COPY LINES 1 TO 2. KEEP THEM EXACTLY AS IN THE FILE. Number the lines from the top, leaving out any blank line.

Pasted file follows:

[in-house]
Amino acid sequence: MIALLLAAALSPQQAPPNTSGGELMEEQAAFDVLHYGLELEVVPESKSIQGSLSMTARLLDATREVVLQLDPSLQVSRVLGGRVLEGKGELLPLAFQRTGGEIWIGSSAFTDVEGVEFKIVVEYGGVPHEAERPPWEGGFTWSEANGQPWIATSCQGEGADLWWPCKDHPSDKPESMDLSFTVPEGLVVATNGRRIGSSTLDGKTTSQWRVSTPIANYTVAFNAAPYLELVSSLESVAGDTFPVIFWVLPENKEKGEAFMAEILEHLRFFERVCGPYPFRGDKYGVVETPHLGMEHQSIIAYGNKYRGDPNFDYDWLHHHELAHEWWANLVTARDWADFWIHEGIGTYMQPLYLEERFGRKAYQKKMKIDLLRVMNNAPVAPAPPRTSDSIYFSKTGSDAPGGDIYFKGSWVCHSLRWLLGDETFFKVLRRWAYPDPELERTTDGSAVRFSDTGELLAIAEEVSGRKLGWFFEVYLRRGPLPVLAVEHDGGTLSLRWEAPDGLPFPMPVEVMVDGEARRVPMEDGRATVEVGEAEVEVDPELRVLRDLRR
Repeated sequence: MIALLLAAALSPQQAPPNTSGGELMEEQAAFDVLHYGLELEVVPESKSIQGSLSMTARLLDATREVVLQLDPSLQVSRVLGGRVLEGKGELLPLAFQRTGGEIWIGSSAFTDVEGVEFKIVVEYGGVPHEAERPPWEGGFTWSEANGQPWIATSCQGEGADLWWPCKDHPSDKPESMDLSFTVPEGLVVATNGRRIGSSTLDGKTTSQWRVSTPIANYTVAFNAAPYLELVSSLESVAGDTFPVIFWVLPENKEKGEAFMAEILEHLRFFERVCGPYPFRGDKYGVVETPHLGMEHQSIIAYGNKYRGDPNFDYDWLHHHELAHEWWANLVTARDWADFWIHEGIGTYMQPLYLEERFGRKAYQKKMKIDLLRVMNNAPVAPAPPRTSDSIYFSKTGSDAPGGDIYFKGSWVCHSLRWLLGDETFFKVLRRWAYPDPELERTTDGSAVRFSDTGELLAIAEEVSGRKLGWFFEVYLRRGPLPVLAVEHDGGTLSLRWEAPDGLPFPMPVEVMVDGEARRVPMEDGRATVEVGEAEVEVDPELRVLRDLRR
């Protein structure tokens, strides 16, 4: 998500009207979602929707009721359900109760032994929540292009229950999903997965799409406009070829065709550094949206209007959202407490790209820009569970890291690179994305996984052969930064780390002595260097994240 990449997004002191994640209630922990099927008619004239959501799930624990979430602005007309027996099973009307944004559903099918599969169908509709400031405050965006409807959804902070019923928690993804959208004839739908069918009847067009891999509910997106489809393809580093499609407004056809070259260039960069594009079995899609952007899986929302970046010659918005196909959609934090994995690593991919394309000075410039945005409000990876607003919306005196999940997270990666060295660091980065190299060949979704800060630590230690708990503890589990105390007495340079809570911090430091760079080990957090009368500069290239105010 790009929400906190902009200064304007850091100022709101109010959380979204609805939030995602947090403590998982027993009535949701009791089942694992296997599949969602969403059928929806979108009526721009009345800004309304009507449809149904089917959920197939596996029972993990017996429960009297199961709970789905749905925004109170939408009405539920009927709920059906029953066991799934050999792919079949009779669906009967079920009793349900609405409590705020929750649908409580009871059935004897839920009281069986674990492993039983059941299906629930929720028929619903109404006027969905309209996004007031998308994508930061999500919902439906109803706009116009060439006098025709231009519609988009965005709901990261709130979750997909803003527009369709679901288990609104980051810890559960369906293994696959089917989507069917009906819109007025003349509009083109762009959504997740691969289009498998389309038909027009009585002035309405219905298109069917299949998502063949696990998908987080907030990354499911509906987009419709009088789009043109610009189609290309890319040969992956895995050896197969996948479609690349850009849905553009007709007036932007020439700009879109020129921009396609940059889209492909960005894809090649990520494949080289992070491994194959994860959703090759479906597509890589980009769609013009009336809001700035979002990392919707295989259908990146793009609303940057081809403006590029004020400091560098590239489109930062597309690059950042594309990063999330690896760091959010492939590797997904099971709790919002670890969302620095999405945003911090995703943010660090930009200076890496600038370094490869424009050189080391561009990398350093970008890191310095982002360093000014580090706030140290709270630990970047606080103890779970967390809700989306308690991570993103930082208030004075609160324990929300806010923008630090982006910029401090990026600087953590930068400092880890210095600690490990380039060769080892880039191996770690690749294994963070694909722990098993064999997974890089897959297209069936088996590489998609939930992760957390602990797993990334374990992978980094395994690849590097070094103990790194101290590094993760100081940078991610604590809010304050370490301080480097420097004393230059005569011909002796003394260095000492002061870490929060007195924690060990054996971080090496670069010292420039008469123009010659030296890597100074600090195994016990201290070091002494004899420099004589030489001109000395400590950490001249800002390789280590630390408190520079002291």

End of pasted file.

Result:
[in-house]
Amino acid sequence: MIALLLAAALSPQQAPPNTSGGELMEEQAAFDVLHYGLELEVVPESKSIQGSLSMTARLLDATREVVLQLDPSLQVSRVLGGRVLEGKGELLPLAFQRTGGEIWIGSSAFTDVEGVEFKIVVEYGGVPHEAERPPWEGGFTWSEANGQPWIATSCQGEGADLWWPCKDHPSDKPESMDLSFTVPEGLVVATNGRRIGSSTLDGKTTSQWRVSTPIANYTVAFNAAPYLELVSSLESVAGDTFPVIFWVLPENKEKGEAFMAEILEHLRFFERVCGPYPFRGDKYGVVETPHLGMEHQSIIAYGNKYRGDPNFDYDWLHHHELAHEWWANLVTARDWADFWIHEGIGTYMQPLYLEERFGRKAYQKKMKIDLLRVMNNAPVAPAPPRTSDSIYFSKTGSDAPGGDIYFKGSWVCHSLRWLLGDETFFKVLRRWAYPDPELERTTDGSAVRFSDTGELLAIAEEVSGRKLGWFFEVYLRRGPLPVLAVEHDGGTLSLRWEAPDGLPFPMPVEVMVDGEARRVPMEDGRATVEVGEAEVEVDPELRVLRDLRR